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iVillage Member
Registered: 08-11-2008
Fri, 08-30-2013 - 10:45am

Read a thon Review #38

118.Wolves, Boys, & Other Things That Might Kill Me by Kristin Chandler 371 pages 8/29/13 pub 2010

 This is a fun realistic YA novel (no werewolves here!) about a junior named KJ who lives just outside Yellowstone discovering for herself whether it’s good that wolves have been reintroduced to Yellowstone. Her dad is a guide and she often helps him. Her classmate Kenner is a bully and a jerk to her, his family are ranchers, and she and another wolf proponent help to keep the wolves away from their cattle. Before each chapter is a quote from a wolf researcher or writer on wolves, an article that KJ wrote for her school newspaper, or a memo from U.S. Fish and Wildlife, or K.J.’s jokes, short poems, or the menu from her Thanksgiving.

I read the book as part of my challenge to read a book set in each state. I thought I was reading a book set in Wyoming, but on around page 200, I discovered it’s set in Montana.

(Interlibrary loan, 50 States+ YA Challenge, Wyoming, but it turns it it’s actually Montana)

 

Julia

iVillage Member
Registered: 08-11-2008
Tue, 08-27-2013 - 12:16pm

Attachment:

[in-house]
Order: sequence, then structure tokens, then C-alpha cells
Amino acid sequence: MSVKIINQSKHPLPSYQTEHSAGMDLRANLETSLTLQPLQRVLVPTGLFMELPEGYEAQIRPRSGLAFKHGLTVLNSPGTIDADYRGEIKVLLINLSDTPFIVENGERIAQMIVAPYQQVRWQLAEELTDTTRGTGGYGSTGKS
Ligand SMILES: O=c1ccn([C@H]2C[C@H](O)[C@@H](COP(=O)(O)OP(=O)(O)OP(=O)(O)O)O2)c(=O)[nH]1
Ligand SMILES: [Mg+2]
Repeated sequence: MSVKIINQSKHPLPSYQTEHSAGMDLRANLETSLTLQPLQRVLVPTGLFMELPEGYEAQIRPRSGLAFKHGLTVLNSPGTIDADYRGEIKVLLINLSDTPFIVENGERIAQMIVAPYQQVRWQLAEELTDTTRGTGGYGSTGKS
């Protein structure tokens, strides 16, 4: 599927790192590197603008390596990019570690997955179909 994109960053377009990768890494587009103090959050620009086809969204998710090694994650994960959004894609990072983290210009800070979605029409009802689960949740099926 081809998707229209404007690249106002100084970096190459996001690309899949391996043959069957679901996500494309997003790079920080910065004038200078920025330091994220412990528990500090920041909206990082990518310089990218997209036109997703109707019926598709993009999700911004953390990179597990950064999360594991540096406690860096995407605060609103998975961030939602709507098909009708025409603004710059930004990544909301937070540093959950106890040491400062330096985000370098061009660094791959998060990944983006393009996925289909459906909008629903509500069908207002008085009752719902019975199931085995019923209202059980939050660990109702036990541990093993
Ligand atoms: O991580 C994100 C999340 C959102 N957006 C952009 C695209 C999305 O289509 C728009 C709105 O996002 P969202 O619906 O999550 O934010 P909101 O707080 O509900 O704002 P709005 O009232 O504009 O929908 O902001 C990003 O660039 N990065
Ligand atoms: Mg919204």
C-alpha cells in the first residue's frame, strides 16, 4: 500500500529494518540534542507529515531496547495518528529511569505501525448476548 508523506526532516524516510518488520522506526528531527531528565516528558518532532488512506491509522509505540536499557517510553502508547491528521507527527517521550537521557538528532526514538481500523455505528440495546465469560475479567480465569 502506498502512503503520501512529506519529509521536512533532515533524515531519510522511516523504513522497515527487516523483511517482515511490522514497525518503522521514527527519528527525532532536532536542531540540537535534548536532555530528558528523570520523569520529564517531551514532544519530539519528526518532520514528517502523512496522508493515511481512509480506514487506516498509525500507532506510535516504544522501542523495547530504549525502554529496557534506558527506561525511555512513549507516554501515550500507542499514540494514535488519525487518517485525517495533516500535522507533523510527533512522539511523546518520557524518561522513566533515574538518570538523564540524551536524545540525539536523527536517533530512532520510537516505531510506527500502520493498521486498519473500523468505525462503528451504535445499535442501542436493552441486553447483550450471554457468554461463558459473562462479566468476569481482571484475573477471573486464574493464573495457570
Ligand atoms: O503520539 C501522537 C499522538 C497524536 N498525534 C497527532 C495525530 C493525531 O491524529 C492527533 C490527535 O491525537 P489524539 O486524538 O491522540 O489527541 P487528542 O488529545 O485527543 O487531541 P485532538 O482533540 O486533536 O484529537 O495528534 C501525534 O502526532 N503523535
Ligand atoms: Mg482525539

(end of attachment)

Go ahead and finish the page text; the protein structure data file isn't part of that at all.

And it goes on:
Read a thon Review # 37 

117. The Light Between Oceans by M.L. Stedman 343 pages 8/26/13 pub 2012

This book is all about loss, grief and love. It’s 1926 on a tiny island 100 miles from the Australian southwest coast, Janus Rock, where there’s a lighthouse. Tom operates the lighthouse and his wife Isabel has had three miscarriages/ stillbirths. A dead man and a baby arrive in a row boat two weeks after the most recent stillbirth. They raise the baby as their own, but she has a mother on the mainland who misses her terribly. Up until the living mother, the loneliness of Janus Rock, the couple’s grief and the baby appearing reminded me of The Snow Child, one of my favorite books that I read last year. Isabel’s two brothers did not come home from World War I, Tom came home, but he is changed, as so many men in the book are, all of the adult characters have lost babies at birth and just after, or as children. Everyone grieves all the time, in this book.

“[Isabel] knew that if a wife lost a husband, there was a whole new word to describe who she was: she was now a widow. A husband became a widower. But if a parent lost a child, there was no special label for their grief. They were still a just father or a mother, even if they no longer had a son or daughter. That seemed odd.” (123)

(Messy Housekeepers’ BC, 50 States+ YA Challenge, Australia, Barnes and Noble 8/25/13 $16.00)

Read a thon Review # 36

116. Adventures of Huckleberry Finn by Mark Twain 75/ 263 pages + 80 pages of notes 8/25/13 pub 1884 in Britain, 1885 in the US, because an illustration plate was judged to be obscene.